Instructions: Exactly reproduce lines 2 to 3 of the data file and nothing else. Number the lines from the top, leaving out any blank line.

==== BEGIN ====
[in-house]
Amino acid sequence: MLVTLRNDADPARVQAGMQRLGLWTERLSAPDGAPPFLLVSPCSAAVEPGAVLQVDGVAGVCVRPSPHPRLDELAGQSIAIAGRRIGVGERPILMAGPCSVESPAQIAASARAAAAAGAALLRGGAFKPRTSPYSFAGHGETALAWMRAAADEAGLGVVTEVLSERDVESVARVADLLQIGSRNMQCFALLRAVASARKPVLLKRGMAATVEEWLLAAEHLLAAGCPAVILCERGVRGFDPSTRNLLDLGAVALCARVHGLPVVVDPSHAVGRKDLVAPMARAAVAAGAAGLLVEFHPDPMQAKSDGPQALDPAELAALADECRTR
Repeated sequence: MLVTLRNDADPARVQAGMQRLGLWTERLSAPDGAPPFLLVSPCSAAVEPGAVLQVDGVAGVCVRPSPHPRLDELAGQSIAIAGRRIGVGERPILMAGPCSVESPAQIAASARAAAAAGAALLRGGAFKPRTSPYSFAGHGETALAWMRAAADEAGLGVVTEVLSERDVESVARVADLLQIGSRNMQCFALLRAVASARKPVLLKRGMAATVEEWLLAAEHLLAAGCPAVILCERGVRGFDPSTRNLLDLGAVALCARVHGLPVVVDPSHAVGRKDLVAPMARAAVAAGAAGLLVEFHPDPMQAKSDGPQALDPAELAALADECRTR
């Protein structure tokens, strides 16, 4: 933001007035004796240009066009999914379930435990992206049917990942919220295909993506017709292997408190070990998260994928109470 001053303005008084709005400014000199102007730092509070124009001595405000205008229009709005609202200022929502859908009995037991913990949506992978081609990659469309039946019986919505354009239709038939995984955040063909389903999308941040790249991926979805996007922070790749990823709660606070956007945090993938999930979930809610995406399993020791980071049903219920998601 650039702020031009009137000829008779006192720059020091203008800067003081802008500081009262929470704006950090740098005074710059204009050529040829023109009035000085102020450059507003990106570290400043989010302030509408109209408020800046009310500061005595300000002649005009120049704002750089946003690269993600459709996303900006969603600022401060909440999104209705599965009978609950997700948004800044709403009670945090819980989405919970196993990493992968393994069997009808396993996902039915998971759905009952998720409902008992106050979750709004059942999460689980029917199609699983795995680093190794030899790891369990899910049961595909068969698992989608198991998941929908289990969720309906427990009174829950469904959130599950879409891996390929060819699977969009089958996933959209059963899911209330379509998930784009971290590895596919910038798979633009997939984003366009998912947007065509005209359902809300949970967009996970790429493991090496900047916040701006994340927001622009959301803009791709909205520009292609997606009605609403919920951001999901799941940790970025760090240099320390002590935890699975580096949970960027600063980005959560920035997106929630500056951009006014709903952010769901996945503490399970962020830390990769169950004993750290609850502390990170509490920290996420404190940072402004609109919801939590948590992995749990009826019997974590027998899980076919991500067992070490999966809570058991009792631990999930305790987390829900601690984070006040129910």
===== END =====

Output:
Amino acid sequence: MLVTLRNDADPARVQAGMQRLGLWTERLSAPDGAPPFLLVSPCSAAVEPGAVLQVDGVAGVCVRPSPHPRLDELAGQSIAIAGRRIGVGERPILMAGPCSVESPAQIAASARAAAAAGAALLRGGAFKPRTSPYSFAGHGETALAWMRAAADEAGLGVVTEVLSERDVESVARVADLLQIGSRNMQCFALLRAVASARKPVLLKRGMAATVEEWLLAAEHLLAAGCPAVILCERGVRGFDPSTRNLLDLGAVALCARVHGLPVVVDPSHAVGRKDLVAPMARAAVAAGAAGLLVEFHPDPMQAKSDGPQALDPAELAALADECRTR
Repeated sequence: MLVTLRNDADPARVQAGMQRLGLWTERLSAPDGAPPFLLVSPCSAAVEPGAVLQVDGVAGVCVRPSPHPRLDELAGQSIAIAGRRIGVGERPILMAGPCSVESPAQIAASARAAAAAGAALLRGGAFKPRTSPYSFAGHGETALAWMRAAADEAGLGVVTEVLSERDVESVARVADLLQIGSRNMQCFALLRAVASARKPVLLKRGMAATVEEWLLAAEHLLAAGCPAVILCERGVRGFDPSTRNLLDLGAVALCARVHGLPVVVDPSHAVGRKDLVAPMARAAVAAGAAGLLVEFHPDPMQAKSDGPQALDPAELAALADECRTR